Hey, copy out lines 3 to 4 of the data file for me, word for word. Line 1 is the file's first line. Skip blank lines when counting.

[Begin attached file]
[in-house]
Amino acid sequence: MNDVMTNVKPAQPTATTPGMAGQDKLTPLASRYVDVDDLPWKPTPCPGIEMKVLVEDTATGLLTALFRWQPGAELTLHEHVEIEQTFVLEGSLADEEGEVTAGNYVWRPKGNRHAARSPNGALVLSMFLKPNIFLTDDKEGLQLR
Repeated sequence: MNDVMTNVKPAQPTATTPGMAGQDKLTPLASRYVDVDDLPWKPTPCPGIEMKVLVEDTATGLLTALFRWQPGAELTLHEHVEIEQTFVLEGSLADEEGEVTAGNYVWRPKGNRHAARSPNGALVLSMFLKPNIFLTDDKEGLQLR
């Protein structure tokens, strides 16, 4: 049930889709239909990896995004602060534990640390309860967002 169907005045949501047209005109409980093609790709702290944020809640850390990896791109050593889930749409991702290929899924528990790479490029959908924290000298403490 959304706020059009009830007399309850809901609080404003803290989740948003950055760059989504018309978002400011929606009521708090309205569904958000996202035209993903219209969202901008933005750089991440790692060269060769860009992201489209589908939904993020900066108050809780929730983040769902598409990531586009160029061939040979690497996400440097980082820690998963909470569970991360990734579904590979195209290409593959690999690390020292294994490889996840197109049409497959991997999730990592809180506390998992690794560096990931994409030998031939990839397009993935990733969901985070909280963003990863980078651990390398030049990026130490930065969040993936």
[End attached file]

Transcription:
Repeated sequence: MNDVMTNVKPAQPTATTPGMAGQDKLTPLASRYVDVDDLPWKPTPCPGIEMKVLVEDTATGLLTALFRWQPGAELTLHEHVEIEQTFVLEGSLADEEGEVTAGNYVWRPKGNRHAARSPNGALVLSMFLKPNIFLTDDKEGLQLR
């Protein structure tokens, strides 16, 4: 049930889709239909990896995004602060534990640390309860967002 169907005045949501047209005109409980093609790709702290944020809640850390990896791109050593889930749409991702290929899924528990790479490029959908924290000298403490 959304706020059009009830007399309850809901609080404003803290989740948003950055760059989504018309978002400011929606009521708090309205569904958000996202035209993903219209969202901008933005750089991440790692060269060769860009992201489209589908939904993020900066108050809780929730983040769902598409990531586009160029061939040979690497996400440097980082820690998963909470569970991360990734579904590979195209290409593959690999690390020292294994490889996840197109049409497959991997999730990592809180506390998992690794560096990931994409030998031939990839397009993935990733969901985070909280963003990863980078651990390398030049990026130490930065969040993936």